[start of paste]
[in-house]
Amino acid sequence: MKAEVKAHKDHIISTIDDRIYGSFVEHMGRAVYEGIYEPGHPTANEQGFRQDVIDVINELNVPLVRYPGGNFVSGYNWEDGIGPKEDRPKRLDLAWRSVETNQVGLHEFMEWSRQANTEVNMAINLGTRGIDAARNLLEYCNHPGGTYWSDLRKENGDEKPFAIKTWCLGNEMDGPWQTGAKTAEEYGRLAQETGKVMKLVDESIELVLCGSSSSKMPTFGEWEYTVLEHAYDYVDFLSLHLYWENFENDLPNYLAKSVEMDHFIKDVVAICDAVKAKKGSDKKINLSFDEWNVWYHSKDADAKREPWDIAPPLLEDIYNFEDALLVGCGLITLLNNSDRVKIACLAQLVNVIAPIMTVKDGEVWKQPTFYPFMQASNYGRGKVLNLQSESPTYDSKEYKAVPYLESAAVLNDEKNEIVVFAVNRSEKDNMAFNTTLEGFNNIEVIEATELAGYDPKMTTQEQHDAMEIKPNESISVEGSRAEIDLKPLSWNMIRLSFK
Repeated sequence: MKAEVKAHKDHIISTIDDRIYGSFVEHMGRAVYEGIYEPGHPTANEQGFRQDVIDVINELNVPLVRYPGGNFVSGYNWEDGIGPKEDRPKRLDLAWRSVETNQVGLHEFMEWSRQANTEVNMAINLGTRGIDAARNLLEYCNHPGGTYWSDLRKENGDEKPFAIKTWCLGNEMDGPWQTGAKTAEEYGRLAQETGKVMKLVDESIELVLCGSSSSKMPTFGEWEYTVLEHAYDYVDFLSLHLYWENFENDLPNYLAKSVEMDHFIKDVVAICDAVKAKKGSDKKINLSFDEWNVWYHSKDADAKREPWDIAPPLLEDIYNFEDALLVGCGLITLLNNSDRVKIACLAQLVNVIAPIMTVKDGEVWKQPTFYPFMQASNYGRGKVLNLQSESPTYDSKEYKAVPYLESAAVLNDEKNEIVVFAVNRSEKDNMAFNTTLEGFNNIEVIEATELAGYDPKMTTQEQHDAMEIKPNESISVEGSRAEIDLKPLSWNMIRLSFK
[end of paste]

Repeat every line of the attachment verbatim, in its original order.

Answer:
[in-house]
Amino acid sequence: MKAEVKAHKDHIISTIDDRIYGSFVEHMGRAVYEGIYEPGHPTANEQGFRQDVIDVINELNVPLVRYPGGNFVSGYNWEDGIGPKEDRPKRLDLAWRSVETNQVGLHEFMEWSRQANTEVNMAINLGTRGIDAARNLLEYCNHPGGTYWSDLRKENGDEKPFAIKTWCLGNEMDGPWQTGAKTAEEYGRLAQETGKVMKLVDESIELVLCGSSSSKMPTFGEWEYTVLEHAYDYVDFLSLHLYWENFENDLPNYLAKSVEMDHFIKDVVAICDAVKAKKGSDKKINLSFDEWNVWYHSKDADAKREPWDIAPPLLEDIYNFEDALLVGCGLITLLNNSDRVKIACLAQLVNVIAPIMTVKDGEVWKQPTFYPFMQASNYGRGKVLNLQSESPTYDSKEYKAVPYLESAAVLNDEKNEIVVFAVNRSEKDNMAFNTTLEGFNNIEVIEATELAGYDPKMTTQEQHDAMEIKPNESISVEGSRAEIDLKPLSWNMIRLSFK
Repeated sequence: MKAEVKAHKDHIISTIDDRIYGSFVEHMGRAVYEGIYEPGHPTANEQGFRQDVIDVINELNVPLVRYPGGNFVSGYNWEDGIGPKEDRPKRLDLAWRSVETNQVGLHEFMEWSRQANTEVNMAINLGTRGIDAARNLLEYCNHPGGTYWSDLRKENGDEKPFAIKTWCLGNEMDGPWQTGAKTAEEYGRLAQETGKVMKLVDESIELVLCGSSSSKMPTFGEWEYTVLEHAYDYVDFLSLHLYWENFENDLPNYLAKSVEMDHFIKDVVAICDAVKAKKGSDKKINLSFDEWNVWYHSKDADAKREPWDIAPPLLEDIYNFEDALLVGCGLITLLNNSDRVKIACLAQLVNVIAPIMTVKDGEVWKQPTFYPFMQASNYGRGKVLNLQSESPTYDSKEYKAVPYLESAAVLNDEKNEIVVFAVNRSEKDNMAFNTTLEGFNNIEVIEATELAGYDPKMTTQEQHDAMEIKPNESISVEGSRAEIDLKPLSWNMIRLSFK